Thus it will be shown to what extent Lydia's elopement is indispensable on the discourse level, the novel's structure, and on the story-level.
When looking at a literary subplot of an Austen novel one first has to get a general overview of what the episode consists of. This is particularly important with Jane Austen, since the main topic of her works is the portrayal of the landed gentry's life in her times, i.e. the last decades of the 18th century. Sometimes the modern reader tends to forget that a novel has always to be seen within its historical background. People in Austen's times knew more about their way of life, their habits and the way certain things were perceived than we do today. However, someone who ignores with this part of the setting is likely to miss some of the most important aspects of an episode without even noticing it.
With a wink of the eye Jane Austen uses means of irony and satire to create a realistic portrayal of the environment she lived in, that is "the upper-middle class in rural English settings", focussing on a neighbourhood of some families of similar social status.
The means of her benevolent criticism is caricature. Austen's comic figures are never shown in a way that some member of her society might feel offended. In fact she would not have dared such conspicuous offences, especially as she depended on the network of society surrounding her. All of her satire is based on the exaggeration of absurd faults, amiable foibles, and hypocrisy nearly everyone has probably come across in someone during his lifetime, but Austen's masterstroke is the fact that she manages to criticise people without insulting them in any way directly. Most often, her comic figures are no mere static stereotypes and the reader gets a great deal of psychological insight into them (cf. Marsh <239>). Often enough, they are decisive for the development of the plot. They are real people involved in the world of the main figures.
Thus the figure of Lydia has an important part in the progress of the plot, although she is a comic figure. In the following section I will therefore deal with Austen's technique of satire and the way Lydia is depicted as a comic figure.
Rachel Trickett remarks that "Jane Austen's fools are to be delighted in, not detested", a statement which perfectly applies to the figure of Lydia Bennet, the fool of the elopement-episode. Naively, she falls prey to Wickham, thus bringing shame over all of her family, although she does not do it on purpose. Her restricted point of view does not allow her to see the full consequences of her action. On her wedding-day she returns to Longbourn, prattling on like ever before, never even noticing that she is touching on weak spots in the circle of her family:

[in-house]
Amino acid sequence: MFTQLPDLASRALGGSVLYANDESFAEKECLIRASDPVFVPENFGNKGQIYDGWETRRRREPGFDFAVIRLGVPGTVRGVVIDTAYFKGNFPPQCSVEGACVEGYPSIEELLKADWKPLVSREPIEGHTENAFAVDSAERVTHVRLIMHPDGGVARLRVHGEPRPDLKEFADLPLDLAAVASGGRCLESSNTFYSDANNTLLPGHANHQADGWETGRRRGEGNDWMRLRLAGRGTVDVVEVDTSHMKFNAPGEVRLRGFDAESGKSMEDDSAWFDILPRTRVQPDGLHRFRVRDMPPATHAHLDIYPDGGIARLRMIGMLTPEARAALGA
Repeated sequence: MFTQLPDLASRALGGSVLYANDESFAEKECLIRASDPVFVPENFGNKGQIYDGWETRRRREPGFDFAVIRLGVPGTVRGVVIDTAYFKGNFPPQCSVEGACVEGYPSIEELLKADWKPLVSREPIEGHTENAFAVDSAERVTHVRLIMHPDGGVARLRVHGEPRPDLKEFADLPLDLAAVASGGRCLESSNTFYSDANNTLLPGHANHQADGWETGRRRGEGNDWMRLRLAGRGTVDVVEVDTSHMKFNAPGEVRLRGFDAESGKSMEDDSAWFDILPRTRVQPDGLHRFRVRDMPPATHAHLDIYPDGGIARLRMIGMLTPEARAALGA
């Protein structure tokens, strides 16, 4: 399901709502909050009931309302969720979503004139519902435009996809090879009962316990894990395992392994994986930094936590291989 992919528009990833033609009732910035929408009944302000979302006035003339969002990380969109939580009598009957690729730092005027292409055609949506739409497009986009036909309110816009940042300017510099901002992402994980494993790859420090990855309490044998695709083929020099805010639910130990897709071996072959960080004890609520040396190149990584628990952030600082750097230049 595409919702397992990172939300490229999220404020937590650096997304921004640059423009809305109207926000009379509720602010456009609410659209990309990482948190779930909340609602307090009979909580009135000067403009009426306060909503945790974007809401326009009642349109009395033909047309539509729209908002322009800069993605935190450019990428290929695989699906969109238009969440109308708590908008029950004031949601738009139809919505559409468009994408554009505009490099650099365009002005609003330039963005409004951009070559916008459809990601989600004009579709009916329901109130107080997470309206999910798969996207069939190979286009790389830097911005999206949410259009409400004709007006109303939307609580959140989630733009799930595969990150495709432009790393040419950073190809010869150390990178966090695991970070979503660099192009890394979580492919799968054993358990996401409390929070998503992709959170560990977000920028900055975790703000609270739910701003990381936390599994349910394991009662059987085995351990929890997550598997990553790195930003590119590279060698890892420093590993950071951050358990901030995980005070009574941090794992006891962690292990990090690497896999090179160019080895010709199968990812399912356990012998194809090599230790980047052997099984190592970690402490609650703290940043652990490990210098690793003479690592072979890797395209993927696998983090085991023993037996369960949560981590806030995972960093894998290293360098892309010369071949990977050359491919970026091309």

"There was no want of discourse. The bride and her mother could neither of them talk fast enough [...]. They seemed each of them to have the happiest memories in the world. Nothing of the past was recollected with pain; and Lydia led voluntarily to subjects which her sisters would not have alluded to for the world.
[...] "Good gracious! when I went away, I am sure I had no more idea of being married till I came back again! Though I thought it would be very good fun if I was."
Her father lifted up his eyes, Jane was distressed, Elizabeth looked expressively at Lydia; but she, who never heard or saw anything of which she chose to be insensible, gaily continued-"Oh! Mamma, do the people hereabouts know I am married to-day? I was afraid they might not; an we overtook William Goulding in his curricle, so I was determined he should know it, and so I let down the side glass next to him, and took off my glove and let my hand just rest upon the window-frame, so that he might see the ring; and then I bowed and smiled like anything."
Elizabeth could bear it no longer. She got up and ran out of the room, and returned no more till she heard them passing through the hall to the dining-parlour." (PP <242>)